Tuesday, March 1, 2011

Once Is Enough...

One thing is really clear now: I'm not the person I was when I moved to Virginia. Come April, I'll have lived here for thirteen years. It's nearly impossible for me to believe I've been here this long.

I've said several times over the years that moving to Virginia is one of the best decisions I've ever made. Lately, though, I've wondered how true that is. I gained some things by doing it, but it took me a lot longer to start realizing some of the things I've lost. I don't know how it all balances out yet.

And then I think back to how the prospect of me moving to Virginia went from an abandoned notion to a real possibility in a matter of weeks in February/March of 1998. It started when I got laid off from the fiberboard factory I'd gone to after leaving the paper bag plant. There was another bag plant in Richmond that I knew about. After a few weeks of collecting unemployment checks, filling out job applications, and getting no offers, I planned out a vacation, went to Richmond for the first time, and filled out more job applications, including the one at that bag plant (and got a tour of it the same day).

Frankly, I wasn't expecting to get anything. My plan was to go back to Massachusetts and continue looking for work until I got a new job. I came down here just to satisfy my curiosity. But then I got the job at the bag plant, during my vacation. That was the only job offer I would get between the lay-off and the day I started working in Richmond in April, even though I still filled out applications in Massachusetts before I moved. I think about that time, and for the life of me, I can't see not moving to Virginia under those circumstances. It's almost as if I didn't have much say in the matter. I may not be sure whether or not there is a God, no matter what I call myself, but I'm reasonably certain that free will is, more or less, a crock.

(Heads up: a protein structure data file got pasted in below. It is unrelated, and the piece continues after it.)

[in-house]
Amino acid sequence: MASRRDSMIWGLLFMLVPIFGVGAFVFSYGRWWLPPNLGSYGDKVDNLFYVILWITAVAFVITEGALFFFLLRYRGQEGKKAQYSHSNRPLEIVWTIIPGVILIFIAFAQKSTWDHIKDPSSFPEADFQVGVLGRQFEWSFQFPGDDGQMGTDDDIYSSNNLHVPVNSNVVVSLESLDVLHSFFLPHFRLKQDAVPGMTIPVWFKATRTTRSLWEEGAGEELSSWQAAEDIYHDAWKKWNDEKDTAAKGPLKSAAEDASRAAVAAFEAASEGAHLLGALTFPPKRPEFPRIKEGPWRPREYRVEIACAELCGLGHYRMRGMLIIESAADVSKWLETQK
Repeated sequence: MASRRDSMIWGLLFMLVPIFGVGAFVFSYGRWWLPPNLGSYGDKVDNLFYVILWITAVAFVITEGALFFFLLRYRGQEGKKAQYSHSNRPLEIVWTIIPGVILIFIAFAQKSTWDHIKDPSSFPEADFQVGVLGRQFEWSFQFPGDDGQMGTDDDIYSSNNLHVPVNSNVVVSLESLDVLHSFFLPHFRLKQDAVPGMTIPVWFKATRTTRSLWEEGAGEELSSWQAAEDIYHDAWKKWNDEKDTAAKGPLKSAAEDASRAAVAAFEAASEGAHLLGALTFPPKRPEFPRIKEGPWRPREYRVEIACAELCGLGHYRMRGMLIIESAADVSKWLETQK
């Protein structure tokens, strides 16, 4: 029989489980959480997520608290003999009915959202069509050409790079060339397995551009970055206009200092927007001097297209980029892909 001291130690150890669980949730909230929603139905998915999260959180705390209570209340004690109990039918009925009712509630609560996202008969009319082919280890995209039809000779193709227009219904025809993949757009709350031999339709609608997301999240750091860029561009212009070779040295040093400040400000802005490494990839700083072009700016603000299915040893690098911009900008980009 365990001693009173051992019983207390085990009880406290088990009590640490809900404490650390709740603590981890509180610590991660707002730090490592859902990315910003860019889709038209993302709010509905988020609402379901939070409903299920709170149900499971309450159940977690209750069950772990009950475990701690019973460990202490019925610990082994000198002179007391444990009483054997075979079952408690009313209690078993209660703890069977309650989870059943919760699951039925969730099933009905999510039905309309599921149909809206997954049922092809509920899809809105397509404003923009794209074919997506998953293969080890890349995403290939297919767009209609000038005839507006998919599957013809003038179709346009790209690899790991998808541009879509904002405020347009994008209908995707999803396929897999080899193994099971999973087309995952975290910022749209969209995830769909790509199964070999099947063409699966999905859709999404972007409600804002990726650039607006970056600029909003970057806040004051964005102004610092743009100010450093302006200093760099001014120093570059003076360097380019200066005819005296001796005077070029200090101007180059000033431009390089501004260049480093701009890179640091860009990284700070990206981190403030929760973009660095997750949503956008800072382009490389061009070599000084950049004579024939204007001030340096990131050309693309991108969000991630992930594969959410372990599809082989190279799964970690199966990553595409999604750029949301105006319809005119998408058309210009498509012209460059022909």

That, and after a few weeks, the novelty of not having to work starts wearing off. Fast.

But you know what? If there was a way to go back in time to early 1998 and do it all over again, I wouldn't do it. It's not a question of what I would do differently; it's a question of how my decisions would play out the second time. There's no way of knowing, is there? Hell, I didn't know things would play out the way they actually did. How do I know they wouldn't play out worse the second time?

I have some regrets now; I don't want to know what kind of regrets I would have a second time around, on top of those of the first. Fortunately, I'll never know. Nobody can see into the future, but maybe... just maybe... there's a very good reason for that.

Once is enough.

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